A layered approach, called defense-in-depth, is required to minimize exposure and control damage. Defense in Depth was conceived by the US National Security Agency (NSA). Their assumption is that the network will be breached, so the objective is to put obstacles in the way to delay access to critical information and allow for detection. First, assume the device that you are putting on your network is not secure. Most devices today have minimal security coded into the solution, even if the manufacturers tried to create a secure device, the dynamic nature of the threat profile would have them constantly chasing the latest threats. Second, secure the device’s access to the network. At a minimum, replace all factory issued passwords with high quality ones. Device authentication based on MAC address or MAC address ranges can also help to address plug replacement breaches. Third, provide secure network segmentation. In the days
RTC Magazine JUNE 2017 | 25
4.0 PERSPECTIVE ON STANDARDS
Wireless Communications Standards: The Battle for the IoT The Internet of Things (IoT) is dependent upon devices connecting and therefore wireless communications are vital. However with so many wireless standards available, how do you know which one to use? This article explores the various standards that are available. by Richard Edgar, Imagination Technologies
The success of the Internet of Things (IoT) depends upon every device being connected to the rest of the world, and wireless communications will be the predominant method used to achieve this. With so many different wireless standards available, which one should be used? Since they are on virtually every mobile phone today, communication technologies such as cellular, Wi-Fi and Bluetooth are very well known. There are also several other technologies, some old and some new, which offer an alternative for IoT applications. Depending on the application, factors such as range, data requirements, security and power demands, battery life and the target market will dictate the choice of one or some combination of these technologies. 26 | RTC Magazine JUNE 2017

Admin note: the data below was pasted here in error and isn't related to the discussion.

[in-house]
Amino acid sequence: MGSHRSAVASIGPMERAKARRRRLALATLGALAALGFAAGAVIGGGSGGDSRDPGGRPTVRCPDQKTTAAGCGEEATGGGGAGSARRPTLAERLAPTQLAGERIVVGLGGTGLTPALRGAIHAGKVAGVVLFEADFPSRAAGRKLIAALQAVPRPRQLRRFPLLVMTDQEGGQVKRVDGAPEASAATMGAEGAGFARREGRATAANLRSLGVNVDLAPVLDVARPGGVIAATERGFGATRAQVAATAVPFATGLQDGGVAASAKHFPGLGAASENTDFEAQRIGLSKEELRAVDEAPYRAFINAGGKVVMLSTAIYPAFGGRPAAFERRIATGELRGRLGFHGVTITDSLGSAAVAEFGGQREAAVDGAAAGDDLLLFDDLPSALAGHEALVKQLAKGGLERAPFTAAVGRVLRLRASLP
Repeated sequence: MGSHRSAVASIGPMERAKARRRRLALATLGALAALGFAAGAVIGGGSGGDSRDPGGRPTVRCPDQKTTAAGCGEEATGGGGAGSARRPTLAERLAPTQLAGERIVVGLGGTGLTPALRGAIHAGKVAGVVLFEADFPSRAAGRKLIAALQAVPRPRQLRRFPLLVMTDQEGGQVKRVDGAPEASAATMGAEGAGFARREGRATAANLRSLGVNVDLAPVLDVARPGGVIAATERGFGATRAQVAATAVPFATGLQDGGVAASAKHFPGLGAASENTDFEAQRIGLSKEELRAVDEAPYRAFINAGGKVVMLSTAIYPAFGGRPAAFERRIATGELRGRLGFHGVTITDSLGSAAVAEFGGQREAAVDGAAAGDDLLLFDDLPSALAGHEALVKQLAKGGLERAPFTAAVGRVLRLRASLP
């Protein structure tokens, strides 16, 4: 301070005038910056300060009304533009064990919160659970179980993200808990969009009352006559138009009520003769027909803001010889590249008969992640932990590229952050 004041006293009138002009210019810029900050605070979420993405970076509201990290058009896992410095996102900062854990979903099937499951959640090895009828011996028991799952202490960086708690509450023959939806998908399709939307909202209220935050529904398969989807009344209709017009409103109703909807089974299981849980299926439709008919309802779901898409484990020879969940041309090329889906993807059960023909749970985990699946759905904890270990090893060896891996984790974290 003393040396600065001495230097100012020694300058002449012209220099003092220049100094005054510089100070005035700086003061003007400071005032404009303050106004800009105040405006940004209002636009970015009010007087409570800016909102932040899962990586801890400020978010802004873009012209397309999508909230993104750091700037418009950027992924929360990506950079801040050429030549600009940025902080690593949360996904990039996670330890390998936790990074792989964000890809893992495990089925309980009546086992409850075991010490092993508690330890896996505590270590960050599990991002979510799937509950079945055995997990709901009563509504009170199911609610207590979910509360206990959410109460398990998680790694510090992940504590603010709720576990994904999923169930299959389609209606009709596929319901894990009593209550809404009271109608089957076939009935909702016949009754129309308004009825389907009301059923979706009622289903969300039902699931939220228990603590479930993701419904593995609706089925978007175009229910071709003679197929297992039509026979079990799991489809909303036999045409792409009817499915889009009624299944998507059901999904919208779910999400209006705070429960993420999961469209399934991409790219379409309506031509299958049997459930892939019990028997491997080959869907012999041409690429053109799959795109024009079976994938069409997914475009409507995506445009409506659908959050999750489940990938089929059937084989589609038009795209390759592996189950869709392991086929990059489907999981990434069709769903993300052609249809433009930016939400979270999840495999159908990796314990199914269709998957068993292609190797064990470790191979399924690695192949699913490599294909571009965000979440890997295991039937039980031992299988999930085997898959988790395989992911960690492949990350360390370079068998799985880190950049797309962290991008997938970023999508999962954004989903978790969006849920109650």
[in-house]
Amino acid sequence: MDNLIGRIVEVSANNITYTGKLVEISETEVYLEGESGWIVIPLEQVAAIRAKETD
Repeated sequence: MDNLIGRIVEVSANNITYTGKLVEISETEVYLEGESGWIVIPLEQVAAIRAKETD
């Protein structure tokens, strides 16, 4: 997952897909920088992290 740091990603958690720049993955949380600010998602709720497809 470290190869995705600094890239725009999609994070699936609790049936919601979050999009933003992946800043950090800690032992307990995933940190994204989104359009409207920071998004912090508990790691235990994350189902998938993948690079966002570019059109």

When selecting a wireless standard, power consumption is a key consideration. Will your device be battery powered or will it be plugged into a wall? Battery powered devices must conserve as much energy as possible to limit the necessity to change or recharge the battery. The type of battery that will be used is also an important consideration. If you want to run the device from a coin cell battery and not change it for a couple of years (for example a temperature sensor), then your choices will be much different than if you expect the device to be charged regularly (for example a watch). Data rate is also an important consideration. How much data will need to be communicated between the device and the userâ€™s phone, the cloud, or a central hub? Certain wireless commu-